Jetty 9 milestone 0 has landed! We are very excited about getting this release of jetty out and into the hands of everyone. A lot of work as gone into reworking fundamentals and this is going to be the best version of jetty yet!

Anyway, as promised a few weeks back, here is a list of some of the big features in jetty-9. By no means an authoritative list of things that have changed, these are many of the high points we think are worthy of a bit of initial focus in jetty-9. One of the features will land in a subsequent milestone releases (pluggable modules) as that is still being refined somewhat, but the rest of them are largely in place and working in our initial testing.
We’ll blog in depth on some of these features over the course of the next couple of months. We are targeting a November official release of Jetty 9.0.0 so keep an eye out. The improved documentation is coming along well and we’ll introduce that shortly. In the meantime, give the initial milestones a whirl and give us feedback on the mailing lists, on twitter (#jettyserver hashtag pls) or directly at some of the conferences we’ll be attending over the next couple of months.
Next Generation Protocols – SPDY, WebSockets, MUX and HTTP/2.0 are actively replacing the venerable HTTP/1.1 protocol. Jetty directly supports these protocols as equals and first class siblings to HTTP/1.1. This means a lighter faster container that is simpler and more flexible to deal with the rapidly changing mix of protocols currently being experienced as HTTP/1.1 is replaced.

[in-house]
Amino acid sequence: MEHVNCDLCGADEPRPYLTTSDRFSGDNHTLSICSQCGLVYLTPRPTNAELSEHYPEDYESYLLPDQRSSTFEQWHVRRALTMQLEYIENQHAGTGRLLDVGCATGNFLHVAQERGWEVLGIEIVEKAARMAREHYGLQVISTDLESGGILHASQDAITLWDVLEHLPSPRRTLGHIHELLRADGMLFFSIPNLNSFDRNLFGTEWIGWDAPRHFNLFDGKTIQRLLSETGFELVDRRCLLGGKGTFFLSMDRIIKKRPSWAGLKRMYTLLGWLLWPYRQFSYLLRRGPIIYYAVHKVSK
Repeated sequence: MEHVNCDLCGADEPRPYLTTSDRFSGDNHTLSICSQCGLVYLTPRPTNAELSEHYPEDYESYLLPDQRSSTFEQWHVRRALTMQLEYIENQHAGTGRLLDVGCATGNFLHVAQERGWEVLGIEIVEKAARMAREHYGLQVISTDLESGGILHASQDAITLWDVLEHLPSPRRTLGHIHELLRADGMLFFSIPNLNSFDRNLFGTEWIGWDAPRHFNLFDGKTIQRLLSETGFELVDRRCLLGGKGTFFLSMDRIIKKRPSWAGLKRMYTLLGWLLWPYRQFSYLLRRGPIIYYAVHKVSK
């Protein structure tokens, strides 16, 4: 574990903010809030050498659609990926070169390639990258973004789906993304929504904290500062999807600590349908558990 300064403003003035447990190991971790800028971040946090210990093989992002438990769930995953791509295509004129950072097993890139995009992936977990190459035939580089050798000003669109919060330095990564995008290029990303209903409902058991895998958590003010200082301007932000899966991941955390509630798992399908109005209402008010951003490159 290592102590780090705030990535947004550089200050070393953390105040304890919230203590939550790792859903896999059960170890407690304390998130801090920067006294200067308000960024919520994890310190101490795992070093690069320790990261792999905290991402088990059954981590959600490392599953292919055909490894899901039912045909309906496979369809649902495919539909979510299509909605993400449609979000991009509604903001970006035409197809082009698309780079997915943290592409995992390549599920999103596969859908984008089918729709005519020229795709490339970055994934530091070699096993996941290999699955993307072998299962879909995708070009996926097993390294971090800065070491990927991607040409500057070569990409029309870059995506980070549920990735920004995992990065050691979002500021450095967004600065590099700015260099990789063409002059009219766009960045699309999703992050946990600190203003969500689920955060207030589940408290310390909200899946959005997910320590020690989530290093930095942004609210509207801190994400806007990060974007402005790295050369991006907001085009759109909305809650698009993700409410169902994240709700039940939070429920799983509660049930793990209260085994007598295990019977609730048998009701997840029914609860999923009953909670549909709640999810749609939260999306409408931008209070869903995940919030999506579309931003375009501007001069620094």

Content Push – SPDY v3 supporting including content push within both the client and server. This is a potentially huge optimization for websites that know what a browser will need in terms of javascript files or images, instead of waiting for a browser to ask first.
Improved WebSocket Server and Client

  • Fast websocket implementation
  • Supporting classic Listener approach and @WebSocket annotations
  • Fully compliant to RFC6455 spec (validated via autobahn test suite
  • Support for latest versions of Draft WebSocket extensions (permessage-compression, and fragment)

Java 7 – We have removed some areas of abstraction within jetty in order to take advantage of improved APIs in the JVM regarding concurrency and nio, this leads to a leaner implementation and improved performance.
Servlet 3.1 ready – We actively track this developing spec and will be with support, in fact much of the support is already in place.
Asynchronous HTTP client – refactored to simplify API, while retaining the ability to run many thousands of simultaneous requests, used as a basis for much of our own testing and http client needs.
Pluggable Modules – one distribution with integration with libraries, third party technologies, and web applications available for download through a simple command line interface
Improved SSL Support – the proliferation of mobile devices that use SSL has manifested in many atypical client implementations, support for these edge cases in SSL has been thoroughly refactored such that support is now understandable and maintainable by humans
Lightweight – Jetty continues its history of having a very small memory footprint while still being able to scale to many ten’s of thousands of connections on commodity hardware.
Eminently Embeddable – Years of embedding support pays off in your own application, webapp, or testing. Use embedded jetty to unit test your web projects. Add a web server to your existing application. Bundle your web app as a standalone application.

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Jetty 9 – Updated WebSocket API | Webtide Blogs · 01/10/2012 at 08:01

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